MG: NIH or—
JG: NIH or LMB.
MG: NIH was pretty much the same physical area that it is now, but now has some new buildings. Building 10 has been renovated and enlarged at least twice while I was here. [Laughs] Many of the other buildings on campus have either been renovated or torn down and rebuilt. I was amazed when I came back today. I think I was here two years ago and when I came back today, I could not believe the change in the campus with new buildings, with this new visitor entrance, and the parking garage. I thought I could still get onto the campus even though I would have to go to inspection and come down and park in MLP8 which is right here by Building 37. Everything is up there on Wisconsin Avenue now. I am just amazed.
As far as the lab I can’t speak of course for the last few years but we grew from about ten people to more than one hundred during my tenure with LMB. It has been a lot of fun; there has been a lot of hard work. The people have been great. As I said before there are very few that ever came through the lab that didn’t get along with people.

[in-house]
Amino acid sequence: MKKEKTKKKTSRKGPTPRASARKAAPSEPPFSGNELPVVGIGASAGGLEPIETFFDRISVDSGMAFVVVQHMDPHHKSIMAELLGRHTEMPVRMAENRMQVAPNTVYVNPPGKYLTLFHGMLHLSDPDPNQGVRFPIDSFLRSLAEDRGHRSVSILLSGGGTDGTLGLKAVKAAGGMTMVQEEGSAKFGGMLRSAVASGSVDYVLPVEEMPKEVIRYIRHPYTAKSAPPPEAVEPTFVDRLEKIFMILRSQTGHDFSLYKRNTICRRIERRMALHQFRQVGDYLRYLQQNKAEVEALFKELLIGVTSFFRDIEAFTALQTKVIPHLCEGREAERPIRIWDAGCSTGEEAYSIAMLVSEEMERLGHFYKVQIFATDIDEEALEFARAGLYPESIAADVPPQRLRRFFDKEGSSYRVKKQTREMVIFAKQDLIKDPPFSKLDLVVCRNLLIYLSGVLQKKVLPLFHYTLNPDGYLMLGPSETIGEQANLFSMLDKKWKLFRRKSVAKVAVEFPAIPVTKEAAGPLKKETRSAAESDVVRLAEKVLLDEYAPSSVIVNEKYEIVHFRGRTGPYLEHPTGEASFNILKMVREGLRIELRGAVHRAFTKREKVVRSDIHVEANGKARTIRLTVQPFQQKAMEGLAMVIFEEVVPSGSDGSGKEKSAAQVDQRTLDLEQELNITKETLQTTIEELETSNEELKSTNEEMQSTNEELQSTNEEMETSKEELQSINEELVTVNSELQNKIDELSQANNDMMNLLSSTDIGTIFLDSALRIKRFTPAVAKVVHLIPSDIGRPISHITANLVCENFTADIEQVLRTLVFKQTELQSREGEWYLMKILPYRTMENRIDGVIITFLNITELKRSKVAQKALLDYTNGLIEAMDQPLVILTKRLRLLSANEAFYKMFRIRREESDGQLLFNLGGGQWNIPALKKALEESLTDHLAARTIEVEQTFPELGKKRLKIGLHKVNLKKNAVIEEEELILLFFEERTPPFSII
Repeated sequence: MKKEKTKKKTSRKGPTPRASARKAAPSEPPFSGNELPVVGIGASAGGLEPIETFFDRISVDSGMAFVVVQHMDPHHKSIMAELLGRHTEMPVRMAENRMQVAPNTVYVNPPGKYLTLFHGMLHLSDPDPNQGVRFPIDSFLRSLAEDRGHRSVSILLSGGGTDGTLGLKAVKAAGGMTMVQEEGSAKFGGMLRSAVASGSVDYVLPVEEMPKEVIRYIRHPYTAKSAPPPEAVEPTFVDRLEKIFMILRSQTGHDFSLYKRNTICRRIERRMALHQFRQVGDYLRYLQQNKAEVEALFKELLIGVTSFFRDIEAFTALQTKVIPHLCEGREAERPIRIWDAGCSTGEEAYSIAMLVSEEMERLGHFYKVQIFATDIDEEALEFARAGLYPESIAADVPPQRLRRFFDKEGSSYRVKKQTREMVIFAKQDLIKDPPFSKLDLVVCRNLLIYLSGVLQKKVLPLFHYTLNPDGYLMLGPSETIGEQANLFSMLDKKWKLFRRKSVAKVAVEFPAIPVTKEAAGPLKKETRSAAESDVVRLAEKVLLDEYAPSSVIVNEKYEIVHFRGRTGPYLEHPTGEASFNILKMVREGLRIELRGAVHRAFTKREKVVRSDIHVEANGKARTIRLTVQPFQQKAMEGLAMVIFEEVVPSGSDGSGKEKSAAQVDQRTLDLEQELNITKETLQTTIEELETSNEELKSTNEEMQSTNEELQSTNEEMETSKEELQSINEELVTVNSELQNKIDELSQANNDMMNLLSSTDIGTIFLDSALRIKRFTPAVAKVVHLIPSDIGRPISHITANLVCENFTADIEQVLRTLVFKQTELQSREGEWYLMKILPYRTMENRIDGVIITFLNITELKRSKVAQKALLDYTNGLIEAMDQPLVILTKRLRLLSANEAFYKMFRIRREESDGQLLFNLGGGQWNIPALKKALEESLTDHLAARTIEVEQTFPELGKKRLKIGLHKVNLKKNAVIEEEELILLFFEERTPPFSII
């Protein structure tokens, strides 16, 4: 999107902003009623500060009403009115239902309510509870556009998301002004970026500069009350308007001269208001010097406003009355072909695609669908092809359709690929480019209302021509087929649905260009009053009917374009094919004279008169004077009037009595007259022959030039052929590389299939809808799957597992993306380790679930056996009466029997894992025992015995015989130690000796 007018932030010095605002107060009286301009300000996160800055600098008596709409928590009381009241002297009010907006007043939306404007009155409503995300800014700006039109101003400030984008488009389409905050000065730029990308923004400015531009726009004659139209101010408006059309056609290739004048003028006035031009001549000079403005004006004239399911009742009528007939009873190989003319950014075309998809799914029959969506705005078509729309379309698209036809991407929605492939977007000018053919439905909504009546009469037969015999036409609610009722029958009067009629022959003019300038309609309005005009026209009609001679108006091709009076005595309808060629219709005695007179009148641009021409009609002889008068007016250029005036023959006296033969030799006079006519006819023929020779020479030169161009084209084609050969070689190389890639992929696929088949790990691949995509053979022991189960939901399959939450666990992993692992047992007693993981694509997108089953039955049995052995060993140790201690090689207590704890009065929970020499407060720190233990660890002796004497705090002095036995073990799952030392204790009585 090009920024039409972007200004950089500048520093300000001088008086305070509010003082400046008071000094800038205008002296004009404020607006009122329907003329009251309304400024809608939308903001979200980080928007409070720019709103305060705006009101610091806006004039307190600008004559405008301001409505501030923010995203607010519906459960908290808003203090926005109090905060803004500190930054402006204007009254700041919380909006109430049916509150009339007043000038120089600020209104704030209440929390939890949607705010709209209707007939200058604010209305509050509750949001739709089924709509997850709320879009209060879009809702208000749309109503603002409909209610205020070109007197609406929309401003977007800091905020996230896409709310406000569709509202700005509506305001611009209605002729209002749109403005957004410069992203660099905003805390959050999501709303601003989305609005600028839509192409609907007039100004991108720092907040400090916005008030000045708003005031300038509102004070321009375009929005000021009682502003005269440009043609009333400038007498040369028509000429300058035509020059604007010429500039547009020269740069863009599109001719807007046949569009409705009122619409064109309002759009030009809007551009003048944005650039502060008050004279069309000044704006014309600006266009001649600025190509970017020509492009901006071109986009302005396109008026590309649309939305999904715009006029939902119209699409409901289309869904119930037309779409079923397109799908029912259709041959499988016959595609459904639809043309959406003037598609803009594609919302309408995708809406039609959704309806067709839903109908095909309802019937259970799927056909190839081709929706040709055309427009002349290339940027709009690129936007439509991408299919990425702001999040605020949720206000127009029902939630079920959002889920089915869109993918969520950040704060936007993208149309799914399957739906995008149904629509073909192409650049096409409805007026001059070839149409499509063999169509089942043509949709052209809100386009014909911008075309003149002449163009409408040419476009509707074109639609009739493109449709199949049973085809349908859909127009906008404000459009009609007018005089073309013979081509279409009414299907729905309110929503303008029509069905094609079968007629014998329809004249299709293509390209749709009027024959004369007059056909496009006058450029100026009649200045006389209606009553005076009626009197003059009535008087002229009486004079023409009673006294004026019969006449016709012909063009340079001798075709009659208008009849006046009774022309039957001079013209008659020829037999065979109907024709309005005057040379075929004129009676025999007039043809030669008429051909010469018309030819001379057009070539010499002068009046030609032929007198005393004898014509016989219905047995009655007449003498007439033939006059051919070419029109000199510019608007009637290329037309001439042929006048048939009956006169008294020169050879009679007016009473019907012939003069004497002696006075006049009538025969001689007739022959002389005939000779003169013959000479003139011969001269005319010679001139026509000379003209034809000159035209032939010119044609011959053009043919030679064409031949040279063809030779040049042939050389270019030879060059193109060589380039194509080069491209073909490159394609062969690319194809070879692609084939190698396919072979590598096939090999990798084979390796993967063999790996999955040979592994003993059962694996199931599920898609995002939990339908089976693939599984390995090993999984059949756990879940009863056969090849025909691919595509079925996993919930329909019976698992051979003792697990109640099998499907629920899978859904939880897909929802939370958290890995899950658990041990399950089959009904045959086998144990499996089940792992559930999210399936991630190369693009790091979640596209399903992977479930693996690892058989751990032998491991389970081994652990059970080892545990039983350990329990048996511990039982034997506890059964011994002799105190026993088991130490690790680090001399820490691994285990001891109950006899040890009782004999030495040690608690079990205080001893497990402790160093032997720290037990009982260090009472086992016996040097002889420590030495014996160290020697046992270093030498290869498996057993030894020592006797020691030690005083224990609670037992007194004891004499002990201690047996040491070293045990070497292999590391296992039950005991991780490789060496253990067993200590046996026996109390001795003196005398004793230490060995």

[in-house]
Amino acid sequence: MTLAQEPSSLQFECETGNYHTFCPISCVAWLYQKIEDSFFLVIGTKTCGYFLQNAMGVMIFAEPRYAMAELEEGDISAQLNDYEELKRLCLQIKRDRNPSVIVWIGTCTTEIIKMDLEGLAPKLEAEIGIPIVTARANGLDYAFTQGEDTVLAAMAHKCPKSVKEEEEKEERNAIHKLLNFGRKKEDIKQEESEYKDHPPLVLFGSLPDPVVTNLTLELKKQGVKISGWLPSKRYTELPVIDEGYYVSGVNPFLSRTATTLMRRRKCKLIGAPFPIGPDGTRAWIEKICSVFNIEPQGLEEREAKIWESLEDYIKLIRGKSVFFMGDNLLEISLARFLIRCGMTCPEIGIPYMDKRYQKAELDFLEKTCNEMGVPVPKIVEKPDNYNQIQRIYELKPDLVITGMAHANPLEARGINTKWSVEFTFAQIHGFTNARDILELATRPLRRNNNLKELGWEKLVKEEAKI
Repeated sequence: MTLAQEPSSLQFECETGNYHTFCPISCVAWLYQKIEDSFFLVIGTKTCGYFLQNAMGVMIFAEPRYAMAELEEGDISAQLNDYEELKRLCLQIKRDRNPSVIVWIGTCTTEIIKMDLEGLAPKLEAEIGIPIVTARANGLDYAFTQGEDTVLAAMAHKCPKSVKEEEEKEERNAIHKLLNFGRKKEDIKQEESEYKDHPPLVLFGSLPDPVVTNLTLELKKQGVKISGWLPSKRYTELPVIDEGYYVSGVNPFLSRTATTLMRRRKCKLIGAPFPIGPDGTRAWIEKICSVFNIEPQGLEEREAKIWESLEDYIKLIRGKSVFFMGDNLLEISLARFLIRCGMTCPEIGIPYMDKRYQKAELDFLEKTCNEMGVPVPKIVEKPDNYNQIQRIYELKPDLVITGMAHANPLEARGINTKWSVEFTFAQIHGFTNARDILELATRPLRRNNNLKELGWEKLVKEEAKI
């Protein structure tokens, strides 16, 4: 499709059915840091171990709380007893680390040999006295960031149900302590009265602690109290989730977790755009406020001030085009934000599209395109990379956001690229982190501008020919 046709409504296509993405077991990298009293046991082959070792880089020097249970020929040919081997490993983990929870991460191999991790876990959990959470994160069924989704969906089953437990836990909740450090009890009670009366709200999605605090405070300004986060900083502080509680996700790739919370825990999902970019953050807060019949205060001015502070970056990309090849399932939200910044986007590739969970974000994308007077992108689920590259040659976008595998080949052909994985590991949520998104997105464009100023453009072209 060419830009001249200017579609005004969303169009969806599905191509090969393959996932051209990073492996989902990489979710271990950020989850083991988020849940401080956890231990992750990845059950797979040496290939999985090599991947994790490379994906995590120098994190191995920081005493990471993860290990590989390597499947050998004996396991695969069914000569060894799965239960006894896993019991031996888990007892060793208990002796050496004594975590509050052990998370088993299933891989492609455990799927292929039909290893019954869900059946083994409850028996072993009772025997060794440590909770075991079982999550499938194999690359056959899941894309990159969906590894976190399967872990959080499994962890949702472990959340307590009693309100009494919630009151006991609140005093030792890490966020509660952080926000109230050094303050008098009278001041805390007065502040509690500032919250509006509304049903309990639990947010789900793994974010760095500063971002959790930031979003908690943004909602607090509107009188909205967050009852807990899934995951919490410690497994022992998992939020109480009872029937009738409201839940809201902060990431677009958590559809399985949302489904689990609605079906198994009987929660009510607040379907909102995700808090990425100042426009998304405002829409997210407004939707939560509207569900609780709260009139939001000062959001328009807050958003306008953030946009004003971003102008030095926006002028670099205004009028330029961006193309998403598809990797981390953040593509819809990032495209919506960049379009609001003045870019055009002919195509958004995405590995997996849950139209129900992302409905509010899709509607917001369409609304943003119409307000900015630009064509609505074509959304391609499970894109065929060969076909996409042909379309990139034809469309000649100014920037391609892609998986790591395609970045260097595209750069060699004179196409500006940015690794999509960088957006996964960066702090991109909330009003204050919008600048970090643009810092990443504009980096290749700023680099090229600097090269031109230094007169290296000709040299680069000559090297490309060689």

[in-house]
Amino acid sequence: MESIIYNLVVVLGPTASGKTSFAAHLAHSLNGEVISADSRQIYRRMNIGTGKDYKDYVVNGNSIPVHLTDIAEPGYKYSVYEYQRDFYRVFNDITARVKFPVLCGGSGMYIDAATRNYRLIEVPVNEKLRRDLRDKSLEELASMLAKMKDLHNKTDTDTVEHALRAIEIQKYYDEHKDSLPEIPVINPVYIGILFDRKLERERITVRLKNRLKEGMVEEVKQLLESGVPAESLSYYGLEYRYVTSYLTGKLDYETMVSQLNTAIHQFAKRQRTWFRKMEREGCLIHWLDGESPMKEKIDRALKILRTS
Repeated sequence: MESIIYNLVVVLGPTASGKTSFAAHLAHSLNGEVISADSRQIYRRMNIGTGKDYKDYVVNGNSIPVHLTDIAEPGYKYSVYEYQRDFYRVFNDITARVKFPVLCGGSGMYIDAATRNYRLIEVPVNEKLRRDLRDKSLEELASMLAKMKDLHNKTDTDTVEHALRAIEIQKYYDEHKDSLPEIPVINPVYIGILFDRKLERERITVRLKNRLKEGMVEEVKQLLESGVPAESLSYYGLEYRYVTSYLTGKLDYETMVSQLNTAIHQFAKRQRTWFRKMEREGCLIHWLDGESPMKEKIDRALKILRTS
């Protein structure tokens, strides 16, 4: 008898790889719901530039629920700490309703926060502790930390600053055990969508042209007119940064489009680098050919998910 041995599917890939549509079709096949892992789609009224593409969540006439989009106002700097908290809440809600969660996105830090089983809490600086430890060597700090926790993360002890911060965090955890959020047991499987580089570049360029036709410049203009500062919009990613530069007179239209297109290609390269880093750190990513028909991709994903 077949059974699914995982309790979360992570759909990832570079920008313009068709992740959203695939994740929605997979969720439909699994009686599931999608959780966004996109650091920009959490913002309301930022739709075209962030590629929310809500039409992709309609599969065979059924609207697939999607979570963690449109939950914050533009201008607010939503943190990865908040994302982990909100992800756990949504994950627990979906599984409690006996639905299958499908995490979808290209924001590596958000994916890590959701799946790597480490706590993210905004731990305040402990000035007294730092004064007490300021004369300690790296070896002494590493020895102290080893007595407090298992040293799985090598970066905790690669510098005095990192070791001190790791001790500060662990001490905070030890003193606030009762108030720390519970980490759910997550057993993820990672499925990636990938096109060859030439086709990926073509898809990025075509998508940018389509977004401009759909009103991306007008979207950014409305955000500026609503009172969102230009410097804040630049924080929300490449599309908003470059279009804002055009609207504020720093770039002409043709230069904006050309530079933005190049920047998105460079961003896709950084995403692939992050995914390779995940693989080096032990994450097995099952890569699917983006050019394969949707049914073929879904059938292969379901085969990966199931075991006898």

JG: We are going to switch gears. Do we have a little bit more time left?
JG: I want your opinions on doing big science. Outsiders might think that science is just one person working on a bench. In fact it is not. It is a lot of people collaborating. What is that like for the technicians. Did you get to work with technicians from the other labs that Ira was collaborating with?
MG: Very little, very little. Again Ira might have twenty postdocs and we would all meet at least once a week and everybody would talk about his/her work. I would be included. I would say what I had done. We sort of all knew what was going on as a group. Let’s say someone had a terrific result and suddenly Ira is interested and he wants to get a lot of data quickly, I would start working with this postdoc and start doing experiments and assays for him just to augment what he was doing. Or say a postdoc would leave and Ira wanted to pursue his work so I would get involved. I would repeat much of the work that he did to make sure it was all valid and we could build from there. So yes, there were collaborations certainly within Ira’s main group. Again I was not involved so much in collaborations with other sections but certainly within Ira’s main molecular biology group.
JG: As the lab expanded during those twenty years was there a shift in management style?